A class of blood pressure lowering drugs known as ACE (angiotensin-converting enzyme) inhibitors are contraindicated in HAE patients as they have also been shown to trigger HAE attacks in some patients. HAE patients should, therefore, avoid taking this type of medication.

The larynx can swell both spontaneously and after an injury to the oral mucosa, e.g. during dental treatment. The first signs will be difficulty swallowing, voice changes and hoarseness.

Increasing swelling in the larynx then leads to breathlessness, which can cause suffocation in extreme cases. If a patient experiences these symptoms, he or she should seek medical help immediately.

If the patient has recurrent episodes of edema affecting the limbs, face, neck or buttocks and lasting several hours to days, HAE should be considered as a diagnosis. HAE can also be the cause of recurrent colicky pain in the abdominal cavity.

If a family history is already known to include cases of HAE, it is very reasonable to suspect HAE the first time it occurs in another family member.

Failure to respond to drugs administered for allergic reactions, such as antihistamines, corticosteroids and adrenaline, is also used to distinguish HAE from allergic edema.

However, the diagnosis of HAE is confirmed by special blood tests in which the concentration and activity of C1-INH and the concentrations of other proteins in the complement system are measured. The concentration and/or activity of C1-INH are reduced in patients with HAE.

Women with HAE can have children as HAE does not impair fertility. However, women who are being treated with androgens should stop taking them, as this treatment can impair female fertility.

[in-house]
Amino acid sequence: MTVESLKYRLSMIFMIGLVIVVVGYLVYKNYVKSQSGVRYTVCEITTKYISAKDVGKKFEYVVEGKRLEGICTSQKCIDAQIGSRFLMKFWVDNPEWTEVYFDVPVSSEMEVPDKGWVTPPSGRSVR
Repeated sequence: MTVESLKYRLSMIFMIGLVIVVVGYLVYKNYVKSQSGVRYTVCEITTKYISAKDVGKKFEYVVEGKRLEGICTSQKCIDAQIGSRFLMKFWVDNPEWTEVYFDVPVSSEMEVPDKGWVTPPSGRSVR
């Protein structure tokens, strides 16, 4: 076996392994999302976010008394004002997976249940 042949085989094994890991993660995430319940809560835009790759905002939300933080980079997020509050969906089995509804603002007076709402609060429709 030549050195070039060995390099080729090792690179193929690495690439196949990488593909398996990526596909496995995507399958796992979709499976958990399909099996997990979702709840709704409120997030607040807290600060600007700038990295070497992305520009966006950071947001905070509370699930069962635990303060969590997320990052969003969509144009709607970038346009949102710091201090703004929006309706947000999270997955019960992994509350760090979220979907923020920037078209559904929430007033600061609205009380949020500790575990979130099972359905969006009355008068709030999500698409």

Episodes of HAE can increase or decrease during pregnancy, as can the severity of the edema. Your doctor will follow you closely during this time and discuss appropriate treatment with you.

HAE is a rare and relatively unknown disease. In addition, the symptoms of an episode of HAE are similar to those of much more common diseases, e.g. an allergy or appendicitis. This makes it difficult to diagnose HAE correctly.

HAE can also be confused with other forms of angioedema, e.g. allergic angioedema. However, the drugs used to treat this form of angioedema, such as cortisone and antihistamines, have no effect on the symptoms of HAE.

Diagnosing HAE is particularly difficult if the patient suffers predominantly from gastrointestinal attacks. If HAE is suspected, the diagnosis can be confirmed quickly by a blood test.

There are three established treatment options for HAE: acute treatment, long-term prophylaxis and short-term prophylaxis.

The aim of acute treatment is to stop the progression of the edema and to resolve the symptoms. This applies particularly to episodes in the larynx, which can cause death if left untreated.

The recommended options for acute treatment vary from country to country due to the fact that drugs for specific treatment are not licensed in all countries. In these cases, acute treatment may be limited to more unspecific drugs such as tranexamic acid or even just pain killers.

In countries where it is available, Icatibant or C1-INH concentrate can be used for the treatment of acute attacks. Icatibant must be administered by subcutaneous injection by a healthcare professional, C1-INH concentrate must be administered intravenously.

Long-term prophylaxis is indicated in patients whose quality of life is clearly reduced by the disease. These are usually patients in whom episodes occur more than once a month or who are at high risk of developing laryngeal edema. The aim is to reduce the frequency and/or the severity of HAE attacks.

Short-term prophylaxis is usually performed before surgical procedures or dental treatment.

In countries in which C1-INH concentrate is available, it is administered 1-1½ hours before the procedure as an intravenous infusion. In all other European countries, high-dose treatment with androgens is administered for five to seven days beforehand.

The defect on chromosome 11 that is responsible for HAE is equally common in men and women and can be passed on by both sexes. As HAE is an autosomal dominant hereditary disease, there is a 50 percent risk of a child inheriting the disease from the affected parent. Male and female offspring are at equal risk of inheriting HAE.